I celebrated my birthday with wonderful people atop a forest-covered extinct volcano, enjoying fun conversation and connection. Much gratitude to Megan and everyone who attended for helping to make it happen!
It was also a waffle party. Part of the birthday celebration was a vegan and gluten-free “Ore-gasmic Waffle Cake.” It had five layers of vegan chocolate cake waffles–one for each decade.
Technically, the waffle birthday cake had ten layers if you include the two layers of homemade roasted hazelnut butter, two layers of vegan chocolate mousse, and a layer of vegan coconut whipped cream, fresh blueberries, and candied ginger.
The vegan waffle birthday cake was, of course, inspired by recipes from The Global Vegan Waffle Cookbook and Vegan Chocolate Seduction. I had fun putting it together and sharing it with friends. I called it an “Ore-gasmic” waffle cake because I really like chocolate, and because hazelnuts and blueberries are two of Oregon’s biggest crops. It’s difficult to find locally-grown ingredients this time of year, but it would be fun to make another one when they are in season!
For the waffles, I used the gluten-free version of the Vegan Chocolate Cake Waffles from the revised and expanded second edition of The Global Vegan Waffle Cookbook.
I used a combination of Sunfood organic cacao powder and cocoa powder from the wonderful bulk section of our neighborhood employee-owned WinCo. I keep the latter stored in an old Hershey’s cocoa container, as I sometimes use Hershey’s cocoa as well.
I baked the waffles the night before, around 17 hours before the birthday gathering.
Rice-based waffles tend to retain firmness longer than many wheat-based waffles. Nonetheless, I took several other precautions to help ensure that the waffles didn’t become limp or soggy before the party. I used a blend of about 1/4 olive oil, 1/4 canola oil, and 1/2 melted coconut oil–I included the latter because it hardens as it cools, helping to provide structure. I also baked the waffles slightly longer than usual, but not so much as to burn them.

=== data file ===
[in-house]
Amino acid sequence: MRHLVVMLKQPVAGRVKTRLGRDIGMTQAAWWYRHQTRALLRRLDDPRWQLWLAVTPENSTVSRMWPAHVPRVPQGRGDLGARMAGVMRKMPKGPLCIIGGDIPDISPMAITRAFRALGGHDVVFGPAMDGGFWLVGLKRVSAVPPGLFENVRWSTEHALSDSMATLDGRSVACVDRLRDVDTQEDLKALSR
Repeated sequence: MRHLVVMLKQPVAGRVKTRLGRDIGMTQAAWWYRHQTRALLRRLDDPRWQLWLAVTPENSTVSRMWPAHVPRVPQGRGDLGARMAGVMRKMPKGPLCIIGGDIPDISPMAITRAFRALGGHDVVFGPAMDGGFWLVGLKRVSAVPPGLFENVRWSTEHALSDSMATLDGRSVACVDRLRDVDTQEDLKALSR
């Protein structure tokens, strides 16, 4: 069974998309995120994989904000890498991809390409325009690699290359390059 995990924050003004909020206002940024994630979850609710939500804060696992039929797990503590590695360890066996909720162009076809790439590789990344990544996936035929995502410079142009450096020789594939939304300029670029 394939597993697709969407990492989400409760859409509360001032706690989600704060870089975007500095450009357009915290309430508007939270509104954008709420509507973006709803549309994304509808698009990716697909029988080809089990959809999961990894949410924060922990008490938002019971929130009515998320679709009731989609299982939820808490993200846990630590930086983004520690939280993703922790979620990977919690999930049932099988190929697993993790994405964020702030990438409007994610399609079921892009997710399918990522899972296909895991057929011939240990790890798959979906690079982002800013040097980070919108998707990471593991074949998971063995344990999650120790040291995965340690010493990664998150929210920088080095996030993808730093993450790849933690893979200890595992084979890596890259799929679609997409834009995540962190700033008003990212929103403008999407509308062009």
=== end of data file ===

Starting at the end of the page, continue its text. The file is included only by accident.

Immediately after baking, I placed the waffles on metal cooling racks for about an hour to allow remaining moisture to evaporate from the undersides.
I made two batches of waffles. This was just over double what was needed for the cake, but I wanted to make sure there was enough for people to eat. Making extra turned out to be a good decision.
I then sealed the waffles in plastic produce bags, stacked no more than three waffles high to avoid squishing the ones on the bottom, and refrigerated them overnight.
I also made the vegan chocolate mousse, roasted hazelnut butter, and dark chocolate syrup in advance. I ended up making a bit more mousse than what is pictured below. It took some will power to avoid eating too much of the toppings before the party.
Because it was a very cool winter day, I transported the waffles to the site in a backpack. Had it been a hot summer day, I may have used a cooler. I assembled the waffle cake on site, putting on the waffle toppings–roasted hazelnut butter, chocolate mousse, coconut cream whipped topping, blueberries, candied ginger, and deep dark chocolate syrup–shortly before eating.
I was pretty pleased with the flavor and texture of the vegan waffle cake. Others seemed to enjoy it, too. Alongside the five-waffle cake, we placed the remaining toppings and a plate of untopped waffle quarters for guests to top and eat as they wished.
One of the cool features of a waffle cake is that if you align the “split grooves” of the waffle layers when stacking them (the grooves that allow you to cut or tear the waffle into quarters more easily), it’s pretty easy to cut. Then guests can easily take as many waffle/topping layers as they wish from a given quarter.
Here are a few friends’ custom-topped vegan waffle quarters!
I had originally hoped we could view a sunset from atop the dormant volcano of Mount Tabor Park. But nature had something different and even more beautifully interesting in store for us.
Unexpectedly, we were embraced by a wonderful, magical blanket of fog. Some of us lingered in the park as evening approached, enjoying the soft glow of the street lamps through the soft, cool mist, with Douglas Firs towering above us. Quite a treat!
While I talk a lot about waffles on this blog, the best part of these gatherings is the really wonderful people. Because it was planned short notice, I totally understand that some friends were unable to attend. Advance planning was logistically difficult. I’m deeply grateful for those who attended, and for all who have wished me birthday greetings. Thank you!